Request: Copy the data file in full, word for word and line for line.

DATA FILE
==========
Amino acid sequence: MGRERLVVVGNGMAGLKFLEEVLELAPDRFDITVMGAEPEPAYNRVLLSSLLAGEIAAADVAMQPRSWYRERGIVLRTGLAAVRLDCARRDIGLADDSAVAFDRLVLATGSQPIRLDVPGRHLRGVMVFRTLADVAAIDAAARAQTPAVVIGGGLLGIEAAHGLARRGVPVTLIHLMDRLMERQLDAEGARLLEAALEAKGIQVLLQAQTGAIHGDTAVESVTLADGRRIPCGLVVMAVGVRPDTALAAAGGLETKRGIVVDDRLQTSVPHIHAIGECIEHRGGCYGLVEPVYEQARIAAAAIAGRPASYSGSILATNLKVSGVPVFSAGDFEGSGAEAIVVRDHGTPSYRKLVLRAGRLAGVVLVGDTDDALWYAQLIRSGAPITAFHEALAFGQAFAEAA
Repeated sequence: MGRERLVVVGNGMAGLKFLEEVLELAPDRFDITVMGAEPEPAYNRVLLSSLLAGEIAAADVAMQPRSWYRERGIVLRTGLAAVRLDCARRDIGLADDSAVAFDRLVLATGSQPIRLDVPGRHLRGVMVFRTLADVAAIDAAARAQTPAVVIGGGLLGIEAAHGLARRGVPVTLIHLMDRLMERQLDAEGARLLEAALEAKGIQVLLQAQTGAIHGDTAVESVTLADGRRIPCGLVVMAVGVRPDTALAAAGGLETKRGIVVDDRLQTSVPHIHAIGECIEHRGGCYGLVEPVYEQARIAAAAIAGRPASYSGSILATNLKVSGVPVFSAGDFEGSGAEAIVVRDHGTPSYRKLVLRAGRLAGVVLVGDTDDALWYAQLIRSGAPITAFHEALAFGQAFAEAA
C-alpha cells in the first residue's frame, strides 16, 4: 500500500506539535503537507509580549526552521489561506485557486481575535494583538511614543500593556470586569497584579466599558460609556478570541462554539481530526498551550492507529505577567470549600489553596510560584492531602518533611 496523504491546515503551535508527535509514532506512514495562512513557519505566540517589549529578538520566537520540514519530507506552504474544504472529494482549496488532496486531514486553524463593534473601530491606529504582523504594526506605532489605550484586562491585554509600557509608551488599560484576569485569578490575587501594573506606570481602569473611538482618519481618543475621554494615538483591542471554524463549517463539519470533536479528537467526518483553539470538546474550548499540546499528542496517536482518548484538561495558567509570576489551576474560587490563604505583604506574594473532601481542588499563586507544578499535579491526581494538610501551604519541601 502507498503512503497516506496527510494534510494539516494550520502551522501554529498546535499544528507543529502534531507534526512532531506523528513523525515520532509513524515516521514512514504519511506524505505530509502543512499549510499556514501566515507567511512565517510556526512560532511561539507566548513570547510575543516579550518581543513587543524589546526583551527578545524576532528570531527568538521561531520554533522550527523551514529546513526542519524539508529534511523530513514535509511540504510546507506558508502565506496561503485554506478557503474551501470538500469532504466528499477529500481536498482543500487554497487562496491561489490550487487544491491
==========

Amino acid sequence: MGRERLVVVGNGMAGLKFLEEVLELAPDRFDITVMGAEPEPAYNRVLLSSLLAGEIAAADVAMQPRSWYRERGIVLRTGLAAVRLDCARRDIGLADDSAVAFDRLVLATGSQPIRLDVPGRHLRGVMVFRTLADVAAIDAAARAQTPAVVIGGGLLGIEAAHGLARRGVPVTLIHLMDRLMERQLDAEGARLLEAALEAKGIQVLLQAQTGAIHGDTAVESVTLADGRRIPCGLVVMAVGVRPDTALAAAGGLETKRGIVVDDRLQTSVPHIHAIGECIEHRGGCYGLVEPVYEQARIAAAAIAGRPASYSGSILATNLKVSGVPVFSAGDFEGSGAEAIVVRDHGTPSYRKLVLRAGRLAGVVLVGDTDDALWYAQLIRSGAPITAFHEALAFGQAFAEAA
Repeated sequence: MGRERLVVVGNGMAGLKFLEEVLELAPDRFDITVMGAEPEPAYNRVLLSSLLAGEIAAADVAMQPRSWYRERGIVLRTGLAAVRLDCARRDIGLADDSAVAFDRLVLATGSQPIRLDVPGRHLRGVMVFRTLADVAAIDAAARAQTPAVVIGGGLLGIEAAHGLARRGVPVTLIHLMDRLMERQLDAEGARLLEAALEAKGIQVLLQAQTGAIHGDTAVESVTLADGRRIPCGLVVMAVGVRPDTALAAAGGLETKRGIVVDDRLQTSVPHIHAIGECIEHRGGCYGLVEPVYEQARIAAAAIAGRPASYSGSILATNLKVSGVPVFSAGDFEGSGAEAIVVRDHGTPSYRKLVLRAGRLAGVVLVGDTDDALWYAQLIRSGAPITAFHEALAFGQAFAEAA
C-alpha cells in the first residue's frame, strides 16, 4: 500500500506539535503537507509580549526552521489561506485557486481575535494583538511614543500593556470586569497584579466599558460609556478570541462554539481530526498551550492507529505577567470549600489553596510560584492531602518533611 496523504491546515503551535508527535509514532506512514495562512513557519505566540517589549529578538520566537520540514519530507506552504474544504472529494482549496488532496486531514486553524463593534473601530491606529504582523504594526506605532489605550484586562491585554509600557509608551488599560484576569485569578490575587501594573506606570481602569473611538482618519481618543475621554494615538483591542471554524463549517463539519470533536479528537467526518483553539470538546474550548499540546499528542496517536482518548484538561495558567509570576489551576474560587490563604505583604506574594473532601481542588499563586507544578499535579491526581494538610501551604519541601 502507498503512503497516506496527510494534510494539516494550520502551522501554529498546535499544528507543529502534531507534526512532531506523528513523525515520532509513524515516521514512514504519511506524505505530509502543512499549510499556514501566515507567511512565517510556526512560532511561539507566548513570547510575543516579550518581543513587543524589546526583551527578545524576532528570531527568538521561531520554533522550527523551514529546513526542519524539508529534511523530513514535509511540504510546507506558508502565506496561503485554506478557503474551501470538500469532504466528499477529500481536498482543500487554497487562496491561489490550487487544491491